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Department of Electronics Engineering UoP Control System: Sample problems Engr. Cezar N. Velasco Jr.

1. A variable resistor, called a potentiomer, the resistance is varied by moving a wiper arm control solutions along a fixed resistance. The resistance from A to C is fixed, but the resistance from B to C varies with the position of the wiper arm. If it takes 10 turns to move the wiper arm from A to C, draw a block diagram of the potentiometer showing the input variable, the output variable, and (inside the block) the gain, which is a constant and is the amount by which the input is multiplied to obtain the output.

Answer: 5 turns yields 50 V. Therefore K =

= 1.59

K- Constant
2. A temperature control system operates by sensing the difference between the thermostat setting and the actual temperature and then opening a fuel valve an amount proportional to this difference. Draw a functional closed-loop block diagram and identifying the input and output transducers, the controller, and the plant. Further, identify the input and output signals of all subsystems.
Desired Temp Temp diff
3

Voltage Diff

Fuel flow

Actual Temp

Thermostat

Amplifier and valves

Heater

3. An aircraft's attitude varies in roll, pitch, and yaw as defined in Figure. Draw a functional block diagram for a closedloop system that stabilizes the roll as follows: The system measures the actual roll angle with a gyro and compares the actual roll angle with the desired roll angle. The ailerons respond to the roll angle error by undergoing an angular deflection. The aircraft responds to this angular deflection, producing a roll angle rate. Identify the input and output transducers, the controller, and the plant. Further, identify the nature of each signal.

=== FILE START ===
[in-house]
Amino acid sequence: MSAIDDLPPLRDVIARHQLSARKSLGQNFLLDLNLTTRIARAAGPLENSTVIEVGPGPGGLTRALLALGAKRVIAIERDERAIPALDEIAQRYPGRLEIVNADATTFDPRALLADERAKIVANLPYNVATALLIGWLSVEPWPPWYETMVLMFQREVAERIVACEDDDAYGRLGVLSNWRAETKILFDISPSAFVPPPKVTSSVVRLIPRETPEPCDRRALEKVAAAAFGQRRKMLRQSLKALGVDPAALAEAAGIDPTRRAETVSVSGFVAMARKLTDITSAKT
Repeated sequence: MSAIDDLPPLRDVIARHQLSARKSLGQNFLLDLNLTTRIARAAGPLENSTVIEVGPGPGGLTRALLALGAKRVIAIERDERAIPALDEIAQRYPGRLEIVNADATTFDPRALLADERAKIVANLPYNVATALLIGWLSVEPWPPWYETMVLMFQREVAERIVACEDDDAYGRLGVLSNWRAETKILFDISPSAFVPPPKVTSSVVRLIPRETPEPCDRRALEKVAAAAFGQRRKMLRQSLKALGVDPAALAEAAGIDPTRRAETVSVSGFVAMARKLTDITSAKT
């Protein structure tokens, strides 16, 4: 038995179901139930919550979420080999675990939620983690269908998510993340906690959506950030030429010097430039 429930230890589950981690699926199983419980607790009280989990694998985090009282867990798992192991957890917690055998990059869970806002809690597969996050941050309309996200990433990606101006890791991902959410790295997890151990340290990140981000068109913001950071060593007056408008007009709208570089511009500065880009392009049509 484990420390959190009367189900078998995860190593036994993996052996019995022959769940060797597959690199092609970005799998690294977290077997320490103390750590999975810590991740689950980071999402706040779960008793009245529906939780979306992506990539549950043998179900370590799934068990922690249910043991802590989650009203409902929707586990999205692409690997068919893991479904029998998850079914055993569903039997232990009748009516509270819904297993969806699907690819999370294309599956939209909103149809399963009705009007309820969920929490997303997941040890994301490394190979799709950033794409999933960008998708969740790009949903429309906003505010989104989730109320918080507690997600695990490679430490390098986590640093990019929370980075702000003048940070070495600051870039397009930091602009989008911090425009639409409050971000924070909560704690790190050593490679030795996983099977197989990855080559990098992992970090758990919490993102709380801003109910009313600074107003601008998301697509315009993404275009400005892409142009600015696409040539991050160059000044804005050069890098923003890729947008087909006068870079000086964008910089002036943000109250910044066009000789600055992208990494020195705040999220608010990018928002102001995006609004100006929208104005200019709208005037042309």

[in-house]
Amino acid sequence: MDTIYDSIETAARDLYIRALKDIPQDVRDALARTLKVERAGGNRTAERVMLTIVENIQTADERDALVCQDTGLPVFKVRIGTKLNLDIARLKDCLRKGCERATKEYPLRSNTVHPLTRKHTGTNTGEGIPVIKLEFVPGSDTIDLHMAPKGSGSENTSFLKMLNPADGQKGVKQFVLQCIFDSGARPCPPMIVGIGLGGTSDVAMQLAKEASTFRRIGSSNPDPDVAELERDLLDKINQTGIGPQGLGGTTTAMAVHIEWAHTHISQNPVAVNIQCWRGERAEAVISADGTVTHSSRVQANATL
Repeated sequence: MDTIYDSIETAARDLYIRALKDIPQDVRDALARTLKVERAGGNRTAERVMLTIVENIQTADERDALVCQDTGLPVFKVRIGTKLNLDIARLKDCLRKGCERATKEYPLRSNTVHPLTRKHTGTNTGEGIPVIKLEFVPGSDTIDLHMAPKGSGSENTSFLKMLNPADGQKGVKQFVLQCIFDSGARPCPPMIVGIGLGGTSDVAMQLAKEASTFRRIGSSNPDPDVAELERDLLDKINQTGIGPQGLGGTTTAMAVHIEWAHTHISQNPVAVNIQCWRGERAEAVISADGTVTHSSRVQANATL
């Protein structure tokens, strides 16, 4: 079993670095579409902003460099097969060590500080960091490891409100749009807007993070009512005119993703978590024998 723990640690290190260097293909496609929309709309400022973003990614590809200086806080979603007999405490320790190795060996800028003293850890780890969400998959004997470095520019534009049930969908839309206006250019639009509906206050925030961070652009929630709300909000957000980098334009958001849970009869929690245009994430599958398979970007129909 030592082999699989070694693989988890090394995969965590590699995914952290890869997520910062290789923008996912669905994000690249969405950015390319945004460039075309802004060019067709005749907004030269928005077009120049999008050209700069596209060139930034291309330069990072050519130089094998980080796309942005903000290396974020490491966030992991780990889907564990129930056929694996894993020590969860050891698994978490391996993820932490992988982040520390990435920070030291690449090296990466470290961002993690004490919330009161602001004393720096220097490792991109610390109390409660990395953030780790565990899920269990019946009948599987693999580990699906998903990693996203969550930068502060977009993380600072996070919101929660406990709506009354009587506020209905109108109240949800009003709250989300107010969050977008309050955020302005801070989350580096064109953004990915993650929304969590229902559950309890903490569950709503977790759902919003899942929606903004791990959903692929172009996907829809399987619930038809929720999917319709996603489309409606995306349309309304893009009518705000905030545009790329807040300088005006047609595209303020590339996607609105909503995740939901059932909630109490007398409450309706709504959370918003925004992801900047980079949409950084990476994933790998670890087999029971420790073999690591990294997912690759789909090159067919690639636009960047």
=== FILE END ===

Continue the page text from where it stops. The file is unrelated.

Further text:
Department of Electronics Engineering UoP Control System: Sample problems Engr. Cezar N. Velasco Jr.

Desired Roll angle

input voltage

Error signal

Position

Roll rate

Roll angle

Pilot controls

+ -

Aileron Position Control


Gyro voltage

Aircraft dynamics

Integrate

Gyro

4. Assignment:

Many processes operate on rolled material that moves from a supply reel to a take-up reel. Typically, these systems, called winders, control the material so that it travels at a constant velocity. Besides velocity, complex winders also control tension, compensate for roll inertia while accelerating or decelerating, and regulate acceleration due to sudden changes. A winder is shown in Figure 1.3. The force transducer measures tension; the winder pulls against the nip rolls, which provide an opposing force; and the bridle provides slip. In order to compensate for changes in speed, the material is looped around a dancer. The loop prevents rapid changes from causing excessive slack or damaging the material. If the dancer position is sensed by a potentiometer or other device, speed variations due to buildup on the take-up reel or other causes can be controlled by comparing the potentiometer voltage to the commanded speed. The system then corrects the speed and resets the dancer to the desired position. Draw a functional block diagram for the speed control system, showing each component and signal.